Joshua Rabin
Joshua Rabin
A Changemaking Jew
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Listen to the Wicked Child

That person at the table who asks the questions nobody wants to hear? That person is indispensable
Illustrative: A woman breaks the middle matzah at a model seder on March 11, 2016. (Jaren Wilkey/BYU)
Illustrative: A woman breaks the middle matzah at a model seder on March 11, 2016. (Jaren Wilkey/BYU)

What does the Wicked Child say? ‘What is this service to you?’ (Shemot 12:26). To you and not to him. And since he has excluded himself from the community, he has denied the fundamental principle. So you should blunt his teeth and say to him, ‘For the sake of what the Lord did for me when I went out of Egypt” (13:8). For me and not for him–if he had been there he would not have been redeemed.’
-Pesach Haggadah

Perhaps because I was a Hebrew school nerd, I have always been fascinated by the role of the Wicked Child in the Haggadah. On the one hand, this child is referred to by the text of the Haggadah as “rasha,” the wicked or evil one, one of the highest forms of rebuke we can give in Jewish tradition. A cursory reading of this text could lead one to conclude that this child is the archetype for every Jew we should not invite to our sedarim, the counter-dependent person who decided that because he or she does not find Judaism meaningful, no one else should find it meaningful, either.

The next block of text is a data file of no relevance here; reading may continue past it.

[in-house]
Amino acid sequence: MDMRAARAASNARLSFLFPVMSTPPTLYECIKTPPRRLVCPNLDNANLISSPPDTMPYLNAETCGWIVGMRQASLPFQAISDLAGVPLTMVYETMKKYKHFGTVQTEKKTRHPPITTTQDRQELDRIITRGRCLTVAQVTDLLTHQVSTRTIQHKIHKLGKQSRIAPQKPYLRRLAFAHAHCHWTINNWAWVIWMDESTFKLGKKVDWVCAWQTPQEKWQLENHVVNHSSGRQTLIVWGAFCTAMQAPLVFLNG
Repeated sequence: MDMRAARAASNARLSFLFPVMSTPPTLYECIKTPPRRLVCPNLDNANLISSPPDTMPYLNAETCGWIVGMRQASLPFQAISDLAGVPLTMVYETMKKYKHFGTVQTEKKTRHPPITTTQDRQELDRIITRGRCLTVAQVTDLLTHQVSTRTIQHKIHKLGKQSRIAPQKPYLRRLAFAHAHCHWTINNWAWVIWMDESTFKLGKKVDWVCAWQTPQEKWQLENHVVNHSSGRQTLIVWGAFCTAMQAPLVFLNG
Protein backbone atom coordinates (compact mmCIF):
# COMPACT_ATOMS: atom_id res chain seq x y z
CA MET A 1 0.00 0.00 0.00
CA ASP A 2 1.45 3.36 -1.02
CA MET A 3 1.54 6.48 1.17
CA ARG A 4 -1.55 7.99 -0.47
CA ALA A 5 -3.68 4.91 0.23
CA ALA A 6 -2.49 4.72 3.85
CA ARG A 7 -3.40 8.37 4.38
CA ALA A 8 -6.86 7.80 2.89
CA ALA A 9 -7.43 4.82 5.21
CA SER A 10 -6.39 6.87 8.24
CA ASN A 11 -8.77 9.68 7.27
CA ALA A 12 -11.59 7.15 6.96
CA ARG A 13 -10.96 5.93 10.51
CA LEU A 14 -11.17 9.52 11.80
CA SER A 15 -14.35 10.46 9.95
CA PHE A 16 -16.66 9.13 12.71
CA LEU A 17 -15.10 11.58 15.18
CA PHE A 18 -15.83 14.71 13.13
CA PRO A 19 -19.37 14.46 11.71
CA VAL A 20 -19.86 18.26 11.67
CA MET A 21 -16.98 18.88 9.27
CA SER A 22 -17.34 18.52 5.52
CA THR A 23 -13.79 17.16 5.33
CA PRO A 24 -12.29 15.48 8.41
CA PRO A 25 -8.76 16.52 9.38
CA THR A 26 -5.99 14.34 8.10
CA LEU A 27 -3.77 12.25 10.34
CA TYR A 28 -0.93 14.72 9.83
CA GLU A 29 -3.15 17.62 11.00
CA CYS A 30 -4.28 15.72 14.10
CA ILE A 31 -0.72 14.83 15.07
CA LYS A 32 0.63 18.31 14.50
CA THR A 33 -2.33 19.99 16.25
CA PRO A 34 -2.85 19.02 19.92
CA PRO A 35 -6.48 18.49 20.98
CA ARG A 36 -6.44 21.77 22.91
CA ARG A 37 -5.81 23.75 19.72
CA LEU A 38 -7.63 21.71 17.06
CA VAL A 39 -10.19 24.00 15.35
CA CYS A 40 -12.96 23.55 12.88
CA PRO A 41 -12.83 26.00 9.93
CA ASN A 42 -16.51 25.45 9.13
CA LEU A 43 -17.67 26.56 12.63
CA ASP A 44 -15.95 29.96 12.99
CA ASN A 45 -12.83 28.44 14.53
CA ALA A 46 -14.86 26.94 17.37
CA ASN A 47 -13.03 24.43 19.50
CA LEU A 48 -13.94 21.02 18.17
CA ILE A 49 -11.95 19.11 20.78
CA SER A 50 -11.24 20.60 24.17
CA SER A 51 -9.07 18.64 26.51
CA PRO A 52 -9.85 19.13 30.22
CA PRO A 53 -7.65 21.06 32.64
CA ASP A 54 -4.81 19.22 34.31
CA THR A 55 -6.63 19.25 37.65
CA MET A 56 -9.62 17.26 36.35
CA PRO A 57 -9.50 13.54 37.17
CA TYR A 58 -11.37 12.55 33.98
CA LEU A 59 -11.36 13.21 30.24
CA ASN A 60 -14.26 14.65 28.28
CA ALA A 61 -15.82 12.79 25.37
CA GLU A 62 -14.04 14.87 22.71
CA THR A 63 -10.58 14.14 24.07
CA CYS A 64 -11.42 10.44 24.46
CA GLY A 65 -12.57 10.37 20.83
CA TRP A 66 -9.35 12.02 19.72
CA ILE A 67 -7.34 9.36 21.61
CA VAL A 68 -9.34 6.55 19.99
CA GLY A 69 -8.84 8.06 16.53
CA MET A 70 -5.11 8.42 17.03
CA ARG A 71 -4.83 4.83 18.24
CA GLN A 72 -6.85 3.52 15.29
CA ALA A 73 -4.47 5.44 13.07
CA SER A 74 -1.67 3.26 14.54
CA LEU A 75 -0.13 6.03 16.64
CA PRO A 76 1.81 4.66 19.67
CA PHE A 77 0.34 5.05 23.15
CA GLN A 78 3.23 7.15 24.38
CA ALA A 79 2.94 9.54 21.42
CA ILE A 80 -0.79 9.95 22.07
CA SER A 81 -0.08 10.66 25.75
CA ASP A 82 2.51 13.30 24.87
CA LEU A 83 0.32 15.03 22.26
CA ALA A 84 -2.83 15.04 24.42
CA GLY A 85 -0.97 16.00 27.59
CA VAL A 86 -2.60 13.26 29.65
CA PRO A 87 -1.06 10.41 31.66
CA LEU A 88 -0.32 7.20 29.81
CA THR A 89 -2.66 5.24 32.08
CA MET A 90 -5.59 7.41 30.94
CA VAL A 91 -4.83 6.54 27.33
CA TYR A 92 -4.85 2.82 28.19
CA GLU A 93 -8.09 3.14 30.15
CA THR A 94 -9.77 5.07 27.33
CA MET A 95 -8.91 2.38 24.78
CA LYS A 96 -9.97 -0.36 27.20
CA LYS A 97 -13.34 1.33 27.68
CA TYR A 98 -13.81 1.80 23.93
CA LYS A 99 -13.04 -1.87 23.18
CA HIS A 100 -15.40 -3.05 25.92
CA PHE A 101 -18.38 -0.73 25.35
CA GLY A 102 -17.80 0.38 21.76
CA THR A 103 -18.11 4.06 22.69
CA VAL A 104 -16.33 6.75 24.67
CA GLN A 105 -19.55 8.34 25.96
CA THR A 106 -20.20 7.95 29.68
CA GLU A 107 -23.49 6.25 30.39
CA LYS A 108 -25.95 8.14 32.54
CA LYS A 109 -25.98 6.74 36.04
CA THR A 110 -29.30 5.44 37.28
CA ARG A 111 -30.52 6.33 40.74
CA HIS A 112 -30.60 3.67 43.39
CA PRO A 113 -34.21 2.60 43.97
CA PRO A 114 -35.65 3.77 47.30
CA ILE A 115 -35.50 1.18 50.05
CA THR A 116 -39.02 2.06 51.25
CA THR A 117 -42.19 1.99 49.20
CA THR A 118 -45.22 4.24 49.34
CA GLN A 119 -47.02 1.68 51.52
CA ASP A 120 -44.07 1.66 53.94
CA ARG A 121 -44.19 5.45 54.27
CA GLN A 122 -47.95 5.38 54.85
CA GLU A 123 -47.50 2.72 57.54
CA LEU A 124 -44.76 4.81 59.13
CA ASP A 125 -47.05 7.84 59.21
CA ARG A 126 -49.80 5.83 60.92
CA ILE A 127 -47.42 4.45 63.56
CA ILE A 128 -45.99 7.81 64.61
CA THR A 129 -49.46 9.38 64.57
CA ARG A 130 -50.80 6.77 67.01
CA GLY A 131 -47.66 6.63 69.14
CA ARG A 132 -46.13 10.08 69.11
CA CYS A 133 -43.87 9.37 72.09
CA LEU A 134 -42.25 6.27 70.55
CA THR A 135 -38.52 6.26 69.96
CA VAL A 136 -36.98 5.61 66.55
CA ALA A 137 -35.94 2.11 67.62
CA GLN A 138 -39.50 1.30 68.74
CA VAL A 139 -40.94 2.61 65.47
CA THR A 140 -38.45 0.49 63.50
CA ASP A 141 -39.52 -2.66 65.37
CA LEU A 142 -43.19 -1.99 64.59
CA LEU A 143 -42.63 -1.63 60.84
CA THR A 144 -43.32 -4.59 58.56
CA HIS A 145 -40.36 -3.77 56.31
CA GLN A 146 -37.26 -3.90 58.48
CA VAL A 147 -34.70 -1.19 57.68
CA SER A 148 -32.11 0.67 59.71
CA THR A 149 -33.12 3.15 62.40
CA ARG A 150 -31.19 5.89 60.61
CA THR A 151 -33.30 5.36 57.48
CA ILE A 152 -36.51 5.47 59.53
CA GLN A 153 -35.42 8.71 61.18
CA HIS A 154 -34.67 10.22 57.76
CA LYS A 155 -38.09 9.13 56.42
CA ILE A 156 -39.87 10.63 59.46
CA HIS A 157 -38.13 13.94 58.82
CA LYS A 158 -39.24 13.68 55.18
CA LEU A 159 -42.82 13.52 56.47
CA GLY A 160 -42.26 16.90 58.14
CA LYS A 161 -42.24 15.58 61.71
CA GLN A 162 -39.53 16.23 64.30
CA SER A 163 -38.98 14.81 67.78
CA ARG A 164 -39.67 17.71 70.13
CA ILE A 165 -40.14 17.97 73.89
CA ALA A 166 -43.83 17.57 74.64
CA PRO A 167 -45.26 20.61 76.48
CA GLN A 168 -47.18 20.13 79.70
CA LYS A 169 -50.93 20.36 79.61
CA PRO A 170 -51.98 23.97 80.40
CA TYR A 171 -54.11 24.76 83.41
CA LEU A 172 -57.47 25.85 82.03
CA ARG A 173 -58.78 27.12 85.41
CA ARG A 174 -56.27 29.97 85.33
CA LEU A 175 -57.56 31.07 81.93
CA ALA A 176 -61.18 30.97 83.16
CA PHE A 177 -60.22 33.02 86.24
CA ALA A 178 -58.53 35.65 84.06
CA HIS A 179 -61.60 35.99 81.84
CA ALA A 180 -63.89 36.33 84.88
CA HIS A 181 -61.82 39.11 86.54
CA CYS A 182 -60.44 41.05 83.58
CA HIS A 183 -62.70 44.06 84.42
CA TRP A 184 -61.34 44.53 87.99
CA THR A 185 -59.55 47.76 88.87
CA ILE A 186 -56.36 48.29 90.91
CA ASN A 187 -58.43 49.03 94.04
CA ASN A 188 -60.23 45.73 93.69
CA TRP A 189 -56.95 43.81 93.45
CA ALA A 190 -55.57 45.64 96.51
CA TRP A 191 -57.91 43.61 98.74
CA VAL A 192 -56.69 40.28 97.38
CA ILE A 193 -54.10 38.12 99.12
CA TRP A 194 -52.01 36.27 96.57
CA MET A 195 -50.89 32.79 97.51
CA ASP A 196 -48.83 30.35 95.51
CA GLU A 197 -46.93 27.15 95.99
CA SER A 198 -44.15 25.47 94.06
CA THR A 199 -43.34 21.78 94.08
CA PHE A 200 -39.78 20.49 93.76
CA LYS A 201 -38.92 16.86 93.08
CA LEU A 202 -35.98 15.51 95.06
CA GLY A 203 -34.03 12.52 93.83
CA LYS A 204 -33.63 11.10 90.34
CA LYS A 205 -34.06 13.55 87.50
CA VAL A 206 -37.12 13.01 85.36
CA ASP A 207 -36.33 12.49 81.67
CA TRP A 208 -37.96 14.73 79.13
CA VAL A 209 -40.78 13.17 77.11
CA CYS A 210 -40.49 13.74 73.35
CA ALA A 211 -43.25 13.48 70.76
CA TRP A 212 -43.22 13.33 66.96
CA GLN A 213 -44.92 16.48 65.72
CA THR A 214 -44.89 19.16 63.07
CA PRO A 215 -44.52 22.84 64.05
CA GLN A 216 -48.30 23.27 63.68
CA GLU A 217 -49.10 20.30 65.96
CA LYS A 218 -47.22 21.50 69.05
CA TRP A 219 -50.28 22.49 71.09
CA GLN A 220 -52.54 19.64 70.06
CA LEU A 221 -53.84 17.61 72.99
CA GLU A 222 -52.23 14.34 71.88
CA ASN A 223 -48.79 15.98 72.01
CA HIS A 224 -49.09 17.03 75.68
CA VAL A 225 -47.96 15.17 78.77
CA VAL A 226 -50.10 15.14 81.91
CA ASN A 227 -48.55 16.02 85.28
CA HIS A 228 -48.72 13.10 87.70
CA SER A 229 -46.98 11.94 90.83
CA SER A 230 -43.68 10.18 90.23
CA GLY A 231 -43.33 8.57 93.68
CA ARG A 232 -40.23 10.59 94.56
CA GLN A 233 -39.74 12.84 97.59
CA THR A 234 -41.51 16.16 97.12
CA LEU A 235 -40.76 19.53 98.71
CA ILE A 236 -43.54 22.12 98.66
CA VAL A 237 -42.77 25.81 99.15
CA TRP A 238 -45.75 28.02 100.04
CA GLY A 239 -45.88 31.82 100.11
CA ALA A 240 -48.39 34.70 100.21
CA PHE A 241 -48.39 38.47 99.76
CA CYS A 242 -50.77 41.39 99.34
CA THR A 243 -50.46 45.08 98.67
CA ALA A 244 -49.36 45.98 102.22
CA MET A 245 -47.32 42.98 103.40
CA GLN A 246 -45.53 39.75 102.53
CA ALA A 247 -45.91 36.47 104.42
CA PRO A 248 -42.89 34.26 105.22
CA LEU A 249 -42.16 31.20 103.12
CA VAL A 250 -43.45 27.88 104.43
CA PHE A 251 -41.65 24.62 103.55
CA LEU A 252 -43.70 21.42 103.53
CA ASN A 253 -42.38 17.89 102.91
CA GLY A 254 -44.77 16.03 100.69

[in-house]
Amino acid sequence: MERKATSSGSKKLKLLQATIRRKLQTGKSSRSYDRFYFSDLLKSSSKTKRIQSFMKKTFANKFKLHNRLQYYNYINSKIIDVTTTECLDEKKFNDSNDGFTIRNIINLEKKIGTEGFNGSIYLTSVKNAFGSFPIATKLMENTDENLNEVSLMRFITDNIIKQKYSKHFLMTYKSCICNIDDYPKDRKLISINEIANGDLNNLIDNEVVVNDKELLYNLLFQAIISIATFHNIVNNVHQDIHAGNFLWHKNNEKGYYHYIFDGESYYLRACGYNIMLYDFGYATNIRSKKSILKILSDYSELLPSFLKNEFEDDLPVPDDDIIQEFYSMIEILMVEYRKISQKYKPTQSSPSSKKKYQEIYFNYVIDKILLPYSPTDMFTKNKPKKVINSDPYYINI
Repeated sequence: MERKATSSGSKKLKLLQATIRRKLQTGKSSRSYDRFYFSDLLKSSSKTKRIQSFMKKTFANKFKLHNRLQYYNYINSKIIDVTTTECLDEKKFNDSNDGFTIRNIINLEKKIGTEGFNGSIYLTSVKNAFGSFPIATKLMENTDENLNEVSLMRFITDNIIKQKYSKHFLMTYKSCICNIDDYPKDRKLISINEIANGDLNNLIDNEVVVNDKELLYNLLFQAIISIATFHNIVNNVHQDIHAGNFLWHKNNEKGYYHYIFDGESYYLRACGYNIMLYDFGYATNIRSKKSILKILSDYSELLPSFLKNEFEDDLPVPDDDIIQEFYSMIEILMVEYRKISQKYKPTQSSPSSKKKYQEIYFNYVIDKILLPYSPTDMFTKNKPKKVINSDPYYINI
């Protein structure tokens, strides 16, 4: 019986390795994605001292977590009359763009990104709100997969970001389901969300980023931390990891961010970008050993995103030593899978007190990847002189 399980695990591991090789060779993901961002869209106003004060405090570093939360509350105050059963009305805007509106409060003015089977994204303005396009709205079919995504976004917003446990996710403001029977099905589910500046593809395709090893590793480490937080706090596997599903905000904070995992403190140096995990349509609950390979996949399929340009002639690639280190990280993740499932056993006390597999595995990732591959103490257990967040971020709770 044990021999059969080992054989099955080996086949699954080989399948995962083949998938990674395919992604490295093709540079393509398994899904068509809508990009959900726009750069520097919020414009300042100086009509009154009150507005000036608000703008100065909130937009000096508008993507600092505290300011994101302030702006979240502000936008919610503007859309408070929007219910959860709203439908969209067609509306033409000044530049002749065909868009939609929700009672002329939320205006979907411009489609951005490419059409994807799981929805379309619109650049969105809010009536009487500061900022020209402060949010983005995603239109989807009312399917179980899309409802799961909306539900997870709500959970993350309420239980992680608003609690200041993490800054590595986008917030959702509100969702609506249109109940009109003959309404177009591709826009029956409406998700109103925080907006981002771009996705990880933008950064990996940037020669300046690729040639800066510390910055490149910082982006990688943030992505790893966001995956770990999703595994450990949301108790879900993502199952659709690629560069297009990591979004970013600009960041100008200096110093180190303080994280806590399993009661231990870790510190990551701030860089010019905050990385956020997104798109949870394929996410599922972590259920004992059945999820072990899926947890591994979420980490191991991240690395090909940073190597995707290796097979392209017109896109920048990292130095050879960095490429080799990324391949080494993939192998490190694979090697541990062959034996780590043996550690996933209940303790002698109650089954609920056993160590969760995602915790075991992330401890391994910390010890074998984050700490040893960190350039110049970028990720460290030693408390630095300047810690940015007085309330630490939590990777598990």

David Mamet makes just such a claim in his book The Wicked Son, which he dedicates to all Jews “who find their religion and race repulsive,” the kind of Jews “who are humble in their desire to learn about Kwanzaa and proud of their ignorance of Tu B’Shevat” (xii). For Mamet, the Wicked Child represents every self-hating Jew, the person who chooses not to see the Jewish story as his or her story, and this is the reason the parent is instructed by the Haggadah to remind that child that such an attitude would exclude that child from divine redemption.

However, Rabbi David Silber’s commentary on the Haggadah points out a tension between the response to the Wicked Child’s question and the value of the question itself. On the one hand, the Wicked Child is “scoffing and rejecting the tradition” through the dismissive tone of his question. At the same time, Silber points out that the question “What is this service to you?” is “the most basic of religious queries and the very question that the Haggadah as a whole is designed to answer” (A Passover Haggadah: Go Forth and Learn, 14). Therefore, while the Wicked Child was wrong in the way he asked his question, the Wicked Child’s question is exactly the right question to ask, and one no person should ignore.

In times of high tension, leaders can be tempted to avoid difficult questions. Moreover, most communities and organizations have at least one person who asks uncomfortable questions, one that leaders would rather not hear precisely because the question evokes an uncomfortable truth that releases a previously hidden tension into the open. Yet Ronald Heifetz and Marty Linsky point out that the essence of leadership is having the courage to ask questions that others will not. They write: